Saint Monica, Mother of Saint Augustine
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I thought the gesture of Mary’s arms so peculiar – as though she was holding something, but her arms were empty. Reading the description next to the small icon, I learned that it was the only surviving piece from a triptych depicting Christ crucified in the center panel, with John the beloved disciple and Mary standing on either side, looking up at Our Lord. I went on to read that Mary’s arms were in the position of holding a child, her child, no longer a swaddled babe but an unrecognizable man hanging from a cross. I burst out in tears right there in the Met. The mother of God had been depicted in a way I had never seen before: human, holy, pierced with sorrow.
When asked to create an image of Saint Monica, the mother of Augustine, it was this icon of Our Lady which came immediately to mind: Monica, who lived her sainthood by fervently loving and praying for her child, who had grown to be a man of renown and debauchery. How she must have united her heart to the heart of Mary, the mother of God! I chose to show Monica seated on a throne similar to Mary’s “sedes sapientiae” or “seat of wisdom,” showing us the shared heart of a mother. Saint Monica is depicted with the same empty arms as Our Lady, watching her child suffer his own cross, patiently waiting for him to come to Christ’s cross.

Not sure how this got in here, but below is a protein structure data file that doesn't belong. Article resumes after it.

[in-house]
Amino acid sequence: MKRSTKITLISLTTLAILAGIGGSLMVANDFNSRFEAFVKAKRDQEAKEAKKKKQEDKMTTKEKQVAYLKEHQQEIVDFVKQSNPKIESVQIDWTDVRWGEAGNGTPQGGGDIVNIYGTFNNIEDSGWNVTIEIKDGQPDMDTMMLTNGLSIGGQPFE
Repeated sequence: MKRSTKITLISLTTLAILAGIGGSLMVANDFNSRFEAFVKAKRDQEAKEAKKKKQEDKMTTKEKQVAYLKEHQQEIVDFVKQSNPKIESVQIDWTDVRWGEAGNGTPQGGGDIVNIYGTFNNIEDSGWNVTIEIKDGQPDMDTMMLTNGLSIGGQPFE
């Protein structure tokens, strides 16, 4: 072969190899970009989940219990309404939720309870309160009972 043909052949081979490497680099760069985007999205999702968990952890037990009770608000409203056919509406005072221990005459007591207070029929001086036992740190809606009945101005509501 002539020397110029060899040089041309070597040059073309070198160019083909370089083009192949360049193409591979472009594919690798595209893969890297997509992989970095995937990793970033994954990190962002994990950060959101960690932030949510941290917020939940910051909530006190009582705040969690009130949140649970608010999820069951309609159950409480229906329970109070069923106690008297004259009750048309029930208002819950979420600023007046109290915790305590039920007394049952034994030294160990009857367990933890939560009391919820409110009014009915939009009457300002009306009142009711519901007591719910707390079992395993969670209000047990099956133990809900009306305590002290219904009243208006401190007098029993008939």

This painting resides at the Augustine Institute in Denver, CO. The Augustine Institute commissioned this painting from Elizabeth Zelasko and has used the image in their media.
*Please note that your order is fulfilled by Printful on museum-quality matte paper. Images will arrive in a mailing tube and will need to be flattened out and framed as desired. The cropping of all images is completed by me and may vary from size to size. As such, your print may appear slightly different than the image posted here.